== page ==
3D model of a nerve terminal shows the distribution of 300,000 individual protein molecules involved in neurotransmitter recycling.
3D reconstruction of nerve cell connections in the mouse retina. From Kim, et al. (2014). The crowdsourced wiring diagram may have revealed a time-delay neural network that makes certain cells sensitive to motion in specific directions.
Computer-generated reconstruction of three pyramidal neurons, showing differences in the distribution of myelin (shown in white) along their axons. Daniel Berger/ Giulio Tomassy/ Harvard University.
"Like the entomologist in search of colourful butterflies, my attention has chased in the gardens of the grey matter cells with delicate and elegant shapes, the mysterious butterflies of the soul whose beating of wings may one day reveal to us the secrets of the mind" - Cajal.
Pyramidal neurons and their dendrites visualised with patch clamp fluorescence microscopy. Alexandre William Moreau/ Institute of Neurology/ Nikon Small World Competition.
Membrane-labelled subset of neurons in the brain of a living zebrafish imaged with an adaptive optics microscope in two-photon excitation mode. Eric Betzig Lab, Janelia Farm Research Campus.
A top-down 3D view of the cortico-connections originating from multiple distinct cortical areas of the mouse brain, visualized as virtual tractography using Allen Institute Brain Explorer software. From Oh, et al. (2014).
In celebration of Brain Awareness Week, here’re pictures from the Brain Tumor Registry at the Harvey Cushing Center!
Harvey Cushing (Yale class of 1891, Sterling Professor of Medicine in Neurology) was an obsessive cataloger, and the Cushing Brain Tumor Registry, is an immense archive of over 2,200 case studies which includes whole human brain and tumor specimens, microscopic slides, journal notes, and 15,000 photographic negatives dating from the late 1800s to 1936.
The Registry is a unique resource that documents the history of neurological medicine from its beginning.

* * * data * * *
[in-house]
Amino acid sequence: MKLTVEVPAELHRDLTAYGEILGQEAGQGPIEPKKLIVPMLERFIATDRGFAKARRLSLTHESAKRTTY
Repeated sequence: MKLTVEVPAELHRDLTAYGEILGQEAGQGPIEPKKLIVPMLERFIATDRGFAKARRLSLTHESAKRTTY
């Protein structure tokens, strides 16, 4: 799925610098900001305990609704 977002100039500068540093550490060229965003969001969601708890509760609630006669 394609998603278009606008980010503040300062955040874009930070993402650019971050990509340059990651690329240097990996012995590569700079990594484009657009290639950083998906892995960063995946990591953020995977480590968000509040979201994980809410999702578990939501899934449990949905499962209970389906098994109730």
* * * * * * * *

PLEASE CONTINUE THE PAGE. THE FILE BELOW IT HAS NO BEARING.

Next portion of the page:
Photos: Terry Dagradi
Brain grenade resin figure by Emilio Garcia.
Brains made of fruit and toothpaste by Kyle Bean.
Pseudo-colour scanning electron micrograph showing an axon terminal broken open to reveal synaptic vesicles (blue and orange). Tina Carvalho/ NIH-NIGMS.
Seeing the Brain With New CLARITY
A new brain imaging technique called CLARITY allows neural structures to be reconstructed in three dimensions better than ever before. It does so by turning the brain “transparent”.
Truly understanding the inner workings of the brain means studying not only how individual neurons function, but also how they are wired together. Even with techniques like the beautiful “brainbow”, untangling spaghetti-like long-range connections has proven difficult.
Stanford University neuroscientists have taken a step in that direction with their new CLARITY method. Neurons and other cells are normally labeled by sticking fluorescent tags on various proteins and other molecules that a researcher wants to study. That way we can literally see where and how they function. But looking into a three-dimensional brain is like peering into murky water: the fatty cell membranes and neuron sheaths just get in the way.
The Stanford researchers immobilized these mouse brains in a gel, then washed away all the murky muck. This left all the connections and proteins in their right place, free to be labeled in a clear block of brain Jell-O.
For more: Head over to Nature News to read more, and be sure to watch their great, detailed video to find out more about how it was done. If you’re interested, here’s the research paper in this week’s Nature.